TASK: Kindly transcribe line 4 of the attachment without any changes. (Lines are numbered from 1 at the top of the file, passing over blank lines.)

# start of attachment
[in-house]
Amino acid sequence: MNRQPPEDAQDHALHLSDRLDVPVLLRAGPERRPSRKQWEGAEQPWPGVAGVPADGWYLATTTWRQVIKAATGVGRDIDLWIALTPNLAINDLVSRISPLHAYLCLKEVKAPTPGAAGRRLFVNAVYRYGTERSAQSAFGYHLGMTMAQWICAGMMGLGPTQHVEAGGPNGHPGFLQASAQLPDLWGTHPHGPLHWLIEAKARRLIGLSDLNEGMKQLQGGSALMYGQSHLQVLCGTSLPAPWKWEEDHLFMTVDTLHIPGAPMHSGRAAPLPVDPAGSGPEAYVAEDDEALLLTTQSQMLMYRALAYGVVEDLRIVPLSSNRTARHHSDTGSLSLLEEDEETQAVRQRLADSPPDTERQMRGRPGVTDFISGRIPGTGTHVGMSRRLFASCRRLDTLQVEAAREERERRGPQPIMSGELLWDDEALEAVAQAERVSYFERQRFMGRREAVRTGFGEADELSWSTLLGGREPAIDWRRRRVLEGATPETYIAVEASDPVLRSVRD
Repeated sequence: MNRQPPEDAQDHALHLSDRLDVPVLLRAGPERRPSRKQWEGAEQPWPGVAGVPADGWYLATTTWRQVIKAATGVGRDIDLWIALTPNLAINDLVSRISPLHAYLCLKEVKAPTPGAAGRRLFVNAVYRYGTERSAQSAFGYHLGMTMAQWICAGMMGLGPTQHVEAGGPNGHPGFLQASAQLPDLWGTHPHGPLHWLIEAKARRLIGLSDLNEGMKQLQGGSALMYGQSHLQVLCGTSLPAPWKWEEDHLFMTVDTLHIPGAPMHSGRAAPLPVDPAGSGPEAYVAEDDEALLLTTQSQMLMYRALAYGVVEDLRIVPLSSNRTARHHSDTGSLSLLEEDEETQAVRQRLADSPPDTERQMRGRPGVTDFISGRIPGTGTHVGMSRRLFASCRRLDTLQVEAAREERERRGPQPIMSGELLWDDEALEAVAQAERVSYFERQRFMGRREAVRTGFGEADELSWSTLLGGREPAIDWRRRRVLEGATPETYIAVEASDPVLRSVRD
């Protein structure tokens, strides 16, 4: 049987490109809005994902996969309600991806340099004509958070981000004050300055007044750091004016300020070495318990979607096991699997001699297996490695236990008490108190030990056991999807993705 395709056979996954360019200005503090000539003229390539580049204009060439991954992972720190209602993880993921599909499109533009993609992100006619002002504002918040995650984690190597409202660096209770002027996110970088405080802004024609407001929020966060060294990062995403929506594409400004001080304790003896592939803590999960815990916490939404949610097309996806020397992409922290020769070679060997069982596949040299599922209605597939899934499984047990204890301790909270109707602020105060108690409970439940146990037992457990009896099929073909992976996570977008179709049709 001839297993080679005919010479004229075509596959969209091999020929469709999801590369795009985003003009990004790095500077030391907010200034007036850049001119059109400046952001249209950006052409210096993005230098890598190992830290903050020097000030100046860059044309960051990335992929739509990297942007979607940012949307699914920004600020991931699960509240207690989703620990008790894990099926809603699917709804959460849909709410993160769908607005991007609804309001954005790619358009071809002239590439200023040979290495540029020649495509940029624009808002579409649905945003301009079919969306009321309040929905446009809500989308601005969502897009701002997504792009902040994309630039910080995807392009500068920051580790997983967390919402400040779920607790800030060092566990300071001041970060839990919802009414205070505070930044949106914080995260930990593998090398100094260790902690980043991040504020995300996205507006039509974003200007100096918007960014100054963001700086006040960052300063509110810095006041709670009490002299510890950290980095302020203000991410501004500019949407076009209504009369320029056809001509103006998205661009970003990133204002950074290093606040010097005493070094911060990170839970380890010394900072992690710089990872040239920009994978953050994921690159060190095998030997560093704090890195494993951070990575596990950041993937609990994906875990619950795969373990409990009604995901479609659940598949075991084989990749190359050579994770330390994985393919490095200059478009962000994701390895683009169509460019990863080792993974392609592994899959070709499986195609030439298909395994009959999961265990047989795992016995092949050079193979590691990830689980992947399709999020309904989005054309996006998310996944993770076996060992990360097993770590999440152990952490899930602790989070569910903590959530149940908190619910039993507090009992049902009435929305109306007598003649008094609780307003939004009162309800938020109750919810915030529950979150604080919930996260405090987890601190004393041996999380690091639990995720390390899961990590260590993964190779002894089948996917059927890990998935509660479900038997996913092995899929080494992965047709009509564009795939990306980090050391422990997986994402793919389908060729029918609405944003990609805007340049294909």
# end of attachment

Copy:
């Protein structure tokens, strides 16, 4: 049987490109809005994902996969309600991806340099004509958070981000004050300055007044750091004016300020070495318990979607096991699997001699297996490695236990008490108190030990056991999807993705 395709056979996954360019200005503090000539003229390539580049204009060439991954992972720190209602993880993921599909499109533009993609992100006619002002504002918040995650984690190597409202660096209770002027996110970088405080802004024609407001929020966060060294990062995403929506594409400004001080304790003896592939803590999960815990916490939404949610097309996806020397992409922290020769070679060997069982596949040299599922209605597939899934499984047990204890301790909270109707602020105060108690409970439940146990037992457990009896099929073909992976996570977008179709049709 001839297993080679005919010479004229075509596959969209091999020929469709999801590369795009985003003009990004790095500077030391907010200034007036850049001119059109400046952001249209950006052409210096993005230098890598190992830290903050020097000030100046860059044309960051990335992929739509990297942007979607940012949307699914920004600020991931699960509240207690989703620990008790894990099926809603699917709804959460849909709410993160769908607005991007609804309001954005790619358009071809002239590439200023040979290495540029020649495509940029624009808002579409649905945003301009079919969306009321309040929905446009809500989308601005969502897009701002997504792009902040994309630039910080995807392009500068920051580790997983967390919402400040779920607790800030060092566990300071001041970060839990919802009414205070505070930044949106914080995260930990593998090398100094260790902690980043991040504020995300996205507006039509974003200007100096918007960014100054963001700086006040960052300063509110810095006041709670009490002299510890950290980095302020203000991410501004500019949407076009209504009369320029056809001509103006998205661009970003990133204002950074290093606040010097005493070094911060990170839970380890010394900072992690710089990872040239920009994978953050994921690159060190095998030997560093704090890195494993951070990575596990950041993937609990994906875990619950795969373990409990009604995901479609659940598949075991084989990749190359050579994770330390994985393919490095200059478009962000994701390895683009169509460019990863080792993974392609592994899959070709499986195609030439298909395994009959999961265990047989795992016995092949050079193979590691990830689980992947399709999020309904989005054309996006998310996944993770076996060992990360097993770590999440152990952490899930602790989070569910903590959530149940908190619910039993507090009992049902009435929305109306007598003649008094609780307003939004009162309800938020109750919810915030529950979150604080919930996260405090987890601190004393041996999380690091639990995720390390899961990590260590993964190779002894089948996917059927890990998935509660479900038997996913092995899929080494992965047709009509564009795939990306980090050391422990997986994402793919389908060729029918609405944003990609805007340049294909």